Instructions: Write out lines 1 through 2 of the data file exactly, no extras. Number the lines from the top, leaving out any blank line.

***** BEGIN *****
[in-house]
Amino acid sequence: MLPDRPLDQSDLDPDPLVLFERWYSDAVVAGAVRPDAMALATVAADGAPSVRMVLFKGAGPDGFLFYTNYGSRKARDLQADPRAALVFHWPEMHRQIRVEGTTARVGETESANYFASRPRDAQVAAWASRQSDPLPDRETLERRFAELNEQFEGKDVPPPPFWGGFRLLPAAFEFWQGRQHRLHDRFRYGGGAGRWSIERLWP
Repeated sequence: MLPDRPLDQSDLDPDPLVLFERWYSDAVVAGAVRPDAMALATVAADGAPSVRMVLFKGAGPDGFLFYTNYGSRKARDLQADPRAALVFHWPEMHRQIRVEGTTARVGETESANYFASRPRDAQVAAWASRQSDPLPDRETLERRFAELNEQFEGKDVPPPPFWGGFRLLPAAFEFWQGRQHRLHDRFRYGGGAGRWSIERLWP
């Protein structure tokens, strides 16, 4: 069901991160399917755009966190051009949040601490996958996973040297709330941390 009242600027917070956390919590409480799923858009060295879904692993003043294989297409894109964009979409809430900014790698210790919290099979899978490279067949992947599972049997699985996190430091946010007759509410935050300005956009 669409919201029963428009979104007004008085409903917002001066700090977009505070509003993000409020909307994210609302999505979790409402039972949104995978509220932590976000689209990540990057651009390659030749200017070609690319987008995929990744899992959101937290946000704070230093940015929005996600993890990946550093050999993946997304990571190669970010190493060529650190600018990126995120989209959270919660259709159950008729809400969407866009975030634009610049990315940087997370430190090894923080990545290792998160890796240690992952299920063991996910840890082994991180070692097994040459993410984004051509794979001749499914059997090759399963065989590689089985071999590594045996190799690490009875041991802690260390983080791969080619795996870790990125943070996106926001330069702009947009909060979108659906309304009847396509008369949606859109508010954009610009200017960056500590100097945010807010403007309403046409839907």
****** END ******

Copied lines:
[in-house]
Amino acid sequence: MLPDRPLDQSDLDPDPLVLFERWYSDAVVAGAVRPDAMALATVAADGAPSVRMVLFKGAGPDGFLFYTNYGSRKARDLQADPRAALVFHWPEMHRQIRVEGTTARVGETESANYFASRPRDAQVAAWASRQSDPLPDRETLERRFAELNEQFEGKDVPPPPFWGGFRLLPAAFEFWQGRQHRLHDRFRYGGGAGRWSIERLWP